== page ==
LAPD is hemorrhaging officers. Can it retain and hire more?

Written by Danielle Chiriguayo, produced by Marcelle Hutchins

LAPD officers guard Sunset Blvd. in West Hollywood following an officer-involved shooting, April 24, 2021. Photo by Shutterstock.

LA Mayor Karen Bass unveiled her first city budget on Tuesday. It includes $1.9 billion for the city’s police department. This comes as the LAPD faces a hiring and retention crisis — the department says it has lost 1,000 officers over the last four years. Bass wants to return the police force to its authorized size of about 9,500 officers, but that won’t be easy as hundreds of officers are expected to retire or resign this year. 

Some of these retirees are part of the LAPD’s DROP program (Deferred Retirement Option Plan), says Cheryl Dorsey, retired LAPD sergeant and author of “Black and Blue: The Creation of a Social Advocate.” 

The voluntary plan enables officers who reach retirement age to continue to work for five years — and receive regular pay — while banking pension checks. 

Dorsey says DROP participants are usually officers with coveted work assignments. “You're somewhere indoors, working a very cushy job. … You're not going to find the officer who's reached maturity and the ability to retire still running through the houses eastbound chasing suspects over fences. That's not who sticks around for another five years.”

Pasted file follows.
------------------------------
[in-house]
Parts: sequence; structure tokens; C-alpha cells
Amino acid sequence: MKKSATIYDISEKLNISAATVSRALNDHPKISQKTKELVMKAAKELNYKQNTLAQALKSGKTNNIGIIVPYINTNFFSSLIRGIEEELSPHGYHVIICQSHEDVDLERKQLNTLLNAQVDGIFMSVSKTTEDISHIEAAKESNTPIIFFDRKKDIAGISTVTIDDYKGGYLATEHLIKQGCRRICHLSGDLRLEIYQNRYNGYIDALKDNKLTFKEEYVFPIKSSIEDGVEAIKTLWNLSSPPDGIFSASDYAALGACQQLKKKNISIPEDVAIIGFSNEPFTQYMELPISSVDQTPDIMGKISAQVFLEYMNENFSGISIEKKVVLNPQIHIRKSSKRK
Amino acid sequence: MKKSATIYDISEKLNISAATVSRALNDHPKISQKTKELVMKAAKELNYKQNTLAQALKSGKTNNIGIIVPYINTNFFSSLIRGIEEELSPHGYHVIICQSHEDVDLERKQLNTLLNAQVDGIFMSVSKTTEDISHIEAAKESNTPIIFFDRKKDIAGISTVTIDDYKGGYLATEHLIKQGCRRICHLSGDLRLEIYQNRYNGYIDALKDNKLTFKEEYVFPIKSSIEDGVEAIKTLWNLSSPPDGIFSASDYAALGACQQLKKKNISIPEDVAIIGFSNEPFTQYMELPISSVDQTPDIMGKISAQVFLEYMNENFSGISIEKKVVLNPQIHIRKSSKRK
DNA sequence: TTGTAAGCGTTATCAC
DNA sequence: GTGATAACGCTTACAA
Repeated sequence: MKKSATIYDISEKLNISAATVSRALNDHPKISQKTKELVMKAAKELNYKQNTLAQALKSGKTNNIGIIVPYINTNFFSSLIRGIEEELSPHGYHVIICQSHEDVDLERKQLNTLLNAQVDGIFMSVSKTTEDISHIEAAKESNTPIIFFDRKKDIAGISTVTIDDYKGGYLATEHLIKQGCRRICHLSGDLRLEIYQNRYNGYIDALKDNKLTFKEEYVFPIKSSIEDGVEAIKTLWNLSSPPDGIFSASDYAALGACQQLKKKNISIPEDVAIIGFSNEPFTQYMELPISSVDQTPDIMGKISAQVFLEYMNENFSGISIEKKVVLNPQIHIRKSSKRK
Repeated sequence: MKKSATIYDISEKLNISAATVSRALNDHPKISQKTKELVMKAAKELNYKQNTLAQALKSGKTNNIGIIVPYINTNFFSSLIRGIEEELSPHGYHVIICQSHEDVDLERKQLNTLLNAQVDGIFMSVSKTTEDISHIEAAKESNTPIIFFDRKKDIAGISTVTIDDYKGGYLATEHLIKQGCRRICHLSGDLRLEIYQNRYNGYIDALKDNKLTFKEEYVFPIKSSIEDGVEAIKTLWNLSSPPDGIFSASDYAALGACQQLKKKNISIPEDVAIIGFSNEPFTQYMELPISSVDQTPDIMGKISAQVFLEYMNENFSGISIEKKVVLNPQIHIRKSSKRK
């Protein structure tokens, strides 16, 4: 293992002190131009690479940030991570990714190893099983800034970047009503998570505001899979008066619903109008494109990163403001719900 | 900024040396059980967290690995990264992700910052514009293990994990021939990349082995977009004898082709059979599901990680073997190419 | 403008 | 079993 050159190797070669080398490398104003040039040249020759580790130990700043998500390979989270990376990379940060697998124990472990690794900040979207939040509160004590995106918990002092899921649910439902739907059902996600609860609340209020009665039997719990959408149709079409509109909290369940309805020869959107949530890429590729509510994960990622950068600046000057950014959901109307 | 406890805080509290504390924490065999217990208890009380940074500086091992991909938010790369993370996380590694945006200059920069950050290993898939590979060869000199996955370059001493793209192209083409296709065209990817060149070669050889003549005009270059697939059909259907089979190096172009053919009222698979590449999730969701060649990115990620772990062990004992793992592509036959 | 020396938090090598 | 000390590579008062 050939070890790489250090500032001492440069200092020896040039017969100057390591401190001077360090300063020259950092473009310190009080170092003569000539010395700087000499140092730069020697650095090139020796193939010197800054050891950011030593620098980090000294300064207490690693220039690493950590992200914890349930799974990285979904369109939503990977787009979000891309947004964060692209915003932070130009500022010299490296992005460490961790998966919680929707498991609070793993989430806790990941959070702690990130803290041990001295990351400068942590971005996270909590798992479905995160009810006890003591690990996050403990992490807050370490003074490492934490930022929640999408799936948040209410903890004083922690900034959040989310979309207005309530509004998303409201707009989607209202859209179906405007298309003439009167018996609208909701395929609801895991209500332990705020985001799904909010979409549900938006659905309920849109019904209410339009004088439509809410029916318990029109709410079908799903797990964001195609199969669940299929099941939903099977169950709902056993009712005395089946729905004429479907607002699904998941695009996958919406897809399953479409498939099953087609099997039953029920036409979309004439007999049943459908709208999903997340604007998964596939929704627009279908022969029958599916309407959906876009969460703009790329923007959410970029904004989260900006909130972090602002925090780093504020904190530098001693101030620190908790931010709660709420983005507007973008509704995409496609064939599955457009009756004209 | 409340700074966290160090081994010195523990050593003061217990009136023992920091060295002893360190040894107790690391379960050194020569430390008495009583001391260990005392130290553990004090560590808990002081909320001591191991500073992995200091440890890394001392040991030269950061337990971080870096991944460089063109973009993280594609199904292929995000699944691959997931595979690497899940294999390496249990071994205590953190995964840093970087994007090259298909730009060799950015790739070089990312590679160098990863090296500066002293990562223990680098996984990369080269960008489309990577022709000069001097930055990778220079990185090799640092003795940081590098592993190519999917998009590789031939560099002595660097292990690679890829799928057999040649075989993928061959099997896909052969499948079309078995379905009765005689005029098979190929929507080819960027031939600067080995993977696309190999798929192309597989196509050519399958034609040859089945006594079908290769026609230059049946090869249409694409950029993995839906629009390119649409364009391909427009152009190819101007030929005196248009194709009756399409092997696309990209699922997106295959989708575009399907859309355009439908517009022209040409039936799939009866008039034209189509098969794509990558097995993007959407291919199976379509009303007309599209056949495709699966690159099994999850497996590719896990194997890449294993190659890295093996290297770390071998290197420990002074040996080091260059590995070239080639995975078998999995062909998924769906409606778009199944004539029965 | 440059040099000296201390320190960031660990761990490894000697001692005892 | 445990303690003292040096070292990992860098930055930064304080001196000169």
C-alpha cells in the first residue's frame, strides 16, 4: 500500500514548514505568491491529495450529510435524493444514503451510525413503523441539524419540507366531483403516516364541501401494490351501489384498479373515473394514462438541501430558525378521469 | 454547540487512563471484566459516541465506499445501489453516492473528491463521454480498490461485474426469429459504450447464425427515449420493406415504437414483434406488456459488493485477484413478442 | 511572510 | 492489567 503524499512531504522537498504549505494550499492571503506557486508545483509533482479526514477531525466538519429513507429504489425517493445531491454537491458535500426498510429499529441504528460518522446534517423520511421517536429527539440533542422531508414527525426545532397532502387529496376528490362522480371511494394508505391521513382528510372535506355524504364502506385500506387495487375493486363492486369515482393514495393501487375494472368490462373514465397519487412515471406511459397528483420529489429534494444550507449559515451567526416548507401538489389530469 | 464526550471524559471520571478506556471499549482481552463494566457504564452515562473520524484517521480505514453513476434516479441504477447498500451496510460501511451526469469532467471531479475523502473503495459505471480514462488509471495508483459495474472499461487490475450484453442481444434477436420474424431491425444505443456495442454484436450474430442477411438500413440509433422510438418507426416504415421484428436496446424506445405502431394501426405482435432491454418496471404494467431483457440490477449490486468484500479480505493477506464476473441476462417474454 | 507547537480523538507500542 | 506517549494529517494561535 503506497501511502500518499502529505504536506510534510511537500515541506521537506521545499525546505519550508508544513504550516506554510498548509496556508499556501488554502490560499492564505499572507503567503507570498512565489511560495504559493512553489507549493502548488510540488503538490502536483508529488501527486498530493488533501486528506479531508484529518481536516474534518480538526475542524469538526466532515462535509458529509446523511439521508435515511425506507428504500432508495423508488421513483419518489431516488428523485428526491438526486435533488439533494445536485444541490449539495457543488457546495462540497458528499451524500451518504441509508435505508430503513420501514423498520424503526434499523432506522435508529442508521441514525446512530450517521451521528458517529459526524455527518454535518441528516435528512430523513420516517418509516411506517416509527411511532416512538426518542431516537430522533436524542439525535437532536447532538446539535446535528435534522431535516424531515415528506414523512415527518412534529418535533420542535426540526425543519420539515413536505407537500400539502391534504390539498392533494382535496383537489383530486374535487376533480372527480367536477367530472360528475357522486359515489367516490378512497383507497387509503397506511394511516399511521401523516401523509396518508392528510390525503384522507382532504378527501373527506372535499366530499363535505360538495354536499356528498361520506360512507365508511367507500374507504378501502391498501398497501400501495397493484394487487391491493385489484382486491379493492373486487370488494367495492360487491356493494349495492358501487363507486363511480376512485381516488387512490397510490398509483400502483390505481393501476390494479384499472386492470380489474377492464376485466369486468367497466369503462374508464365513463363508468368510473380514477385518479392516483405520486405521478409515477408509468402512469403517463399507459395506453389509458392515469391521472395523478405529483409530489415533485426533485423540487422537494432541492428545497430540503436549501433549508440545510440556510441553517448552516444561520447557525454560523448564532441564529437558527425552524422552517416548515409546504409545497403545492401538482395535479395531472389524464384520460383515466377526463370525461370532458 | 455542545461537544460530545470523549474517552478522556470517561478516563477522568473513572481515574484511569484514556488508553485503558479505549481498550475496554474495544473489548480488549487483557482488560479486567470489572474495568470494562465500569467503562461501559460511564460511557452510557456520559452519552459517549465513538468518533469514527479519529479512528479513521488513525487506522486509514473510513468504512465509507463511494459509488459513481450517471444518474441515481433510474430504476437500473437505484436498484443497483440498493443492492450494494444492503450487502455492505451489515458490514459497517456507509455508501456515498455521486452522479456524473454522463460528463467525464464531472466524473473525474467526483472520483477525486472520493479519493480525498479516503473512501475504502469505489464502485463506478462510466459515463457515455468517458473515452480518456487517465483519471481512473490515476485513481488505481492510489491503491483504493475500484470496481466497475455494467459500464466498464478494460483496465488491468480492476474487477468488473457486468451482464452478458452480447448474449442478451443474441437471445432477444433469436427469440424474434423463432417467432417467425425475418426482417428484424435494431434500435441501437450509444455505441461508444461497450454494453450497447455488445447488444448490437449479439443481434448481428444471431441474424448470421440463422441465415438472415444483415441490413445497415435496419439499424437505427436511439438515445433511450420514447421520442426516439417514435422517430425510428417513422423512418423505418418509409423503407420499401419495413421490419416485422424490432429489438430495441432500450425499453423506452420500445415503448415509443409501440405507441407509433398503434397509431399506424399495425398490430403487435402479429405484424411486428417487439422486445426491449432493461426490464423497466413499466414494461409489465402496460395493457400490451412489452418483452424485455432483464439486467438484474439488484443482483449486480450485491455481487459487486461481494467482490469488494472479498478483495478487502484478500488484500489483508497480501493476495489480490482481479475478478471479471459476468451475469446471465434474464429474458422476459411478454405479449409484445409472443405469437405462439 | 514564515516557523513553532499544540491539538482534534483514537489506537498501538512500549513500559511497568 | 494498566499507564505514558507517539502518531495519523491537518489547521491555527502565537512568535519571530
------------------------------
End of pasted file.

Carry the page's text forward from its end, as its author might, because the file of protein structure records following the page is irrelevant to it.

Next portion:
To attract new workers, Bass plans to offer recruits a $15,000 bonus, but it’s unclear whether that would work. Dorsey points to the Memphis Police Department, which recently offered a similar signing bonus, but did not receive quality candidates.

In the past, Dorsey says the department has faced situations where candidates sign up, receive their bonus, and then only stay with the LAPD for a limited amount of time. 

“Folks would come on, get that good LAPD training, and then go to another agency who wants the benefit of having an LAPD-trained officer. Because after all, we are one of the best trained, right? So how do you keep them? Well, that's the question.”

Dorsey says communities of color also don’t have much trust in the department. “There's a lack of accountability for errant police officers who are engaging in police misconduct, who are using deadly force as a first resort rather than a last resort, who are failing to de-escalate situations that wind up in a use of force and or death.” 



  • Cheryl Dorsey - retired LAPD Sergeant (1980-2000) and the author of “Black and Blue: The Creation of a Social Advocate”